Soil test, then fertilize hayfields and pastures with needed potassium (K) and phosphorus (P) this fall, advises Steve Barnhart, Iowa State University Extension agronomist. That will help drought-stressed forage stands overwinter and improve the next spring’s regrowth and yields.
Apply 25-40 lbs/acre of nitrogen to grass pastures during their last few weeks of fall growth. That will help stimulate fall tillering or branching and give more vigorous recovery in spring, he says.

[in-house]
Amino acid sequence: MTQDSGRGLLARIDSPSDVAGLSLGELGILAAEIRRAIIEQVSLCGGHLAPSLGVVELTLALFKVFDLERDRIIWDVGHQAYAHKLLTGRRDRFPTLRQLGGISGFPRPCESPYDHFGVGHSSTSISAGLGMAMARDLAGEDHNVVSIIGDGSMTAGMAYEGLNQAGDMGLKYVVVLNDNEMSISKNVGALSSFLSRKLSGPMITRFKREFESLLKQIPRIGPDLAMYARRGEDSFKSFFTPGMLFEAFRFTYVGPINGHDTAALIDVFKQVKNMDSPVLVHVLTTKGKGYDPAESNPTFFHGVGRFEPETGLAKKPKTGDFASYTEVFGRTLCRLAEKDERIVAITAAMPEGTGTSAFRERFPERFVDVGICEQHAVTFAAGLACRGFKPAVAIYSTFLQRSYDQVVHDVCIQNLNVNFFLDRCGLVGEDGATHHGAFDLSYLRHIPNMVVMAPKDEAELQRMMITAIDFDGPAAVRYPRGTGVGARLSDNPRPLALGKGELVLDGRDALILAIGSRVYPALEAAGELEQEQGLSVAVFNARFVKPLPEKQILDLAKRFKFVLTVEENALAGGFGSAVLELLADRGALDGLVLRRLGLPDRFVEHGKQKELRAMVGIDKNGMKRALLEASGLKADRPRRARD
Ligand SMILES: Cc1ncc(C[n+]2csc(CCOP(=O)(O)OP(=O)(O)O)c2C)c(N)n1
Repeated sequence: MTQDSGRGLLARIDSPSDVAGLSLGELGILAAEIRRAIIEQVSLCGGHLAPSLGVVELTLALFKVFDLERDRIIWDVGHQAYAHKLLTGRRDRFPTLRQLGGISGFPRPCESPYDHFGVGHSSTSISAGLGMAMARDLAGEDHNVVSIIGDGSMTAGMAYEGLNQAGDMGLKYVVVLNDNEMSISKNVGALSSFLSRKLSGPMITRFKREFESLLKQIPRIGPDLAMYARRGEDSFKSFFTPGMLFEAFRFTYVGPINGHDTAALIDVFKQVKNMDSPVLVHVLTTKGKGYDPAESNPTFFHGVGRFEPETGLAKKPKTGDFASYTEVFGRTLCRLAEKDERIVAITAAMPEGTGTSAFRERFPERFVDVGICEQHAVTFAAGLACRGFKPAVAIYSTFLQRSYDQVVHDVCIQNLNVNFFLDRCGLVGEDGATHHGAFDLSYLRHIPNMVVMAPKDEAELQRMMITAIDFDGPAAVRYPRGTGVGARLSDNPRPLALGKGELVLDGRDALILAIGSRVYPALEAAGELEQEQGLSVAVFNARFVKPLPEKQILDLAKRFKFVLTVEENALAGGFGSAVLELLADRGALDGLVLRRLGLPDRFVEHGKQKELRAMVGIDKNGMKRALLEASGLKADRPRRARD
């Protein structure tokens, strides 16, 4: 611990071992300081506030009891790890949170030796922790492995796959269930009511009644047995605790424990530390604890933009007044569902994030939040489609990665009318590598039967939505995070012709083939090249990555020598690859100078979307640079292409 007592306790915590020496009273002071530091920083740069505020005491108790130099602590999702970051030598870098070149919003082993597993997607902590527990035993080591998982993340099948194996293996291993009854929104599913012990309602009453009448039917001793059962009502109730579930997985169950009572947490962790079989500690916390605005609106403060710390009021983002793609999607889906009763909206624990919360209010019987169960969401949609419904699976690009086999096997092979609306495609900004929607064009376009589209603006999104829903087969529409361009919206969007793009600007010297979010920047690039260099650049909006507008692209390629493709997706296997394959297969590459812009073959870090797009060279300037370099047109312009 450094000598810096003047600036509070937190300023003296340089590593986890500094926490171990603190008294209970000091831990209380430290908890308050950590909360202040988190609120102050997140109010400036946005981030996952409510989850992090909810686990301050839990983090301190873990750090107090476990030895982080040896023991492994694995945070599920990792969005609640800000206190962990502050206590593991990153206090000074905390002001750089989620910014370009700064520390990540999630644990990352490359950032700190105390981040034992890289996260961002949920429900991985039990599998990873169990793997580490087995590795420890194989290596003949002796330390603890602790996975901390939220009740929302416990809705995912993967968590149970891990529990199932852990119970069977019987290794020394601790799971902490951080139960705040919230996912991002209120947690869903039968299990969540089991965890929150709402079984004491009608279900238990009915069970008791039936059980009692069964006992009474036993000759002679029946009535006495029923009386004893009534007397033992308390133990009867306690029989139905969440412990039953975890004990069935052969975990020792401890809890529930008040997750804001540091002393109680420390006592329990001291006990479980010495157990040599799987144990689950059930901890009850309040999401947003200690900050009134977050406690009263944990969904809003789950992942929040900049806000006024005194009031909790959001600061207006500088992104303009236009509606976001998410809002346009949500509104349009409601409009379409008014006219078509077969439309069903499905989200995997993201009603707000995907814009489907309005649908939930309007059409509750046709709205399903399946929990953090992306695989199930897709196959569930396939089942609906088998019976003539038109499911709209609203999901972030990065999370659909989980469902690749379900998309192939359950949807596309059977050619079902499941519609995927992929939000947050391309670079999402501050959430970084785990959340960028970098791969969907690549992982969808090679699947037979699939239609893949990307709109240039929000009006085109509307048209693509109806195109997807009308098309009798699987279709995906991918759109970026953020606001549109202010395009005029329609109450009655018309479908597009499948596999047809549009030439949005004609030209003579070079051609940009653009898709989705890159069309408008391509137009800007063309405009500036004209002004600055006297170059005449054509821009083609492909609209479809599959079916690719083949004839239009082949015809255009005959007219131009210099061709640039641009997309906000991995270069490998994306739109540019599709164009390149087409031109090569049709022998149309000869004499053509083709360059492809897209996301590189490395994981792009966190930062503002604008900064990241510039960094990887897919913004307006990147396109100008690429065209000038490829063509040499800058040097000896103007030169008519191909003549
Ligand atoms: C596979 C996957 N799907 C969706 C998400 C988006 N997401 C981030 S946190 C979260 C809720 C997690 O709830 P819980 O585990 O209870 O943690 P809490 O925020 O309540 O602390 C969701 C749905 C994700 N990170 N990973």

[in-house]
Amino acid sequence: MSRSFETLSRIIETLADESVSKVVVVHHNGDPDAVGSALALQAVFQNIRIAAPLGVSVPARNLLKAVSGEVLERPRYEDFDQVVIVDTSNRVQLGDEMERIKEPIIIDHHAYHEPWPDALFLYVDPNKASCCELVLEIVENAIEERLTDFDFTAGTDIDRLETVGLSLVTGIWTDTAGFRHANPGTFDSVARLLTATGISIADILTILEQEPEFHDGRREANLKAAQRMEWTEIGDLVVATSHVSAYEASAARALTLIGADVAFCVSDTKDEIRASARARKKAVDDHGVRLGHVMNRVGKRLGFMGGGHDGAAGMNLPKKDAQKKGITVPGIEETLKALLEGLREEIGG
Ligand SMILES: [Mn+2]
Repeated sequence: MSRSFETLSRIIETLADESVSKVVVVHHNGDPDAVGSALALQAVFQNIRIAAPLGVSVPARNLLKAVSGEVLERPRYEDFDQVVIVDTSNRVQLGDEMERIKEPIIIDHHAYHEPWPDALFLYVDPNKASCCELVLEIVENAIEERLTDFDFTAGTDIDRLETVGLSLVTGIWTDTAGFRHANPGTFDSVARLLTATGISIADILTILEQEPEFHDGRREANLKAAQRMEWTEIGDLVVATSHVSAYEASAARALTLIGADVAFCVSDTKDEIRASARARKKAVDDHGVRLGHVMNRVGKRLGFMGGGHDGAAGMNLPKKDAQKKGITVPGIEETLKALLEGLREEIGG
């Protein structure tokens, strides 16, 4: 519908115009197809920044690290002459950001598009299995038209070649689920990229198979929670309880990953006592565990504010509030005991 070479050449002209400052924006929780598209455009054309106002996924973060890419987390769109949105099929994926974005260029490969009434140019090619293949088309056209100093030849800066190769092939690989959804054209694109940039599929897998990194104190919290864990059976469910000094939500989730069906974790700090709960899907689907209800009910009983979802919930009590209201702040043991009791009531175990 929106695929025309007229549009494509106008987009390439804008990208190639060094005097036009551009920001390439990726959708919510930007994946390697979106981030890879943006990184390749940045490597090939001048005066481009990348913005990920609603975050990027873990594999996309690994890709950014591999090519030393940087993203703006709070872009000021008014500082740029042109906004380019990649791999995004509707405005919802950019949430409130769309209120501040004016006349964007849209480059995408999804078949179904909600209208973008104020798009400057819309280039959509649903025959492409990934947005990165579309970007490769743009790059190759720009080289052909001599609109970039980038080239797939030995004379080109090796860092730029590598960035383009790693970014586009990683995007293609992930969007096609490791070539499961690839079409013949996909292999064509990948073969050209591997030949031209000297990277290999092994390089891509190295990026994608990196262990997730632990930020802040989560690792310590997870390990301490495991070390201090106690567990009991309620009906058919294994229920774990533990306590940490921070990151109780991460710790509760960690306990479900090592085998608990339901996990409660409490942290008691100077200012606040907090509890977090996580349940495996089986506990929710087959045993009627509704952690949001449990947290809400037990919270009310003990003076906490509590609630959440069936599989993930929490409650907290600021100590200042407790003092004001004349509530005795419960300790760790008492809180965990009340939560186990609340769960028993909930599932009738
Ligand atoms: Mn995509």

“Give recovering hay and pasture stands time to ‘catch up’ or regain more vigor next spring,” Barnhart adds. And if fields and pastures didn’t recover favorably, or will be cut or grazed late in the 2012 season, the forage plants may still be under physiological stress. Consider giving them a bit more recovery and growing time next spring before they are cut or grazed. For best "recovery management," delay the first cut of alfalfa stands until they reach early to mid-bloom. For pastures, allow 3-4” of growth in spring before livestock turnout.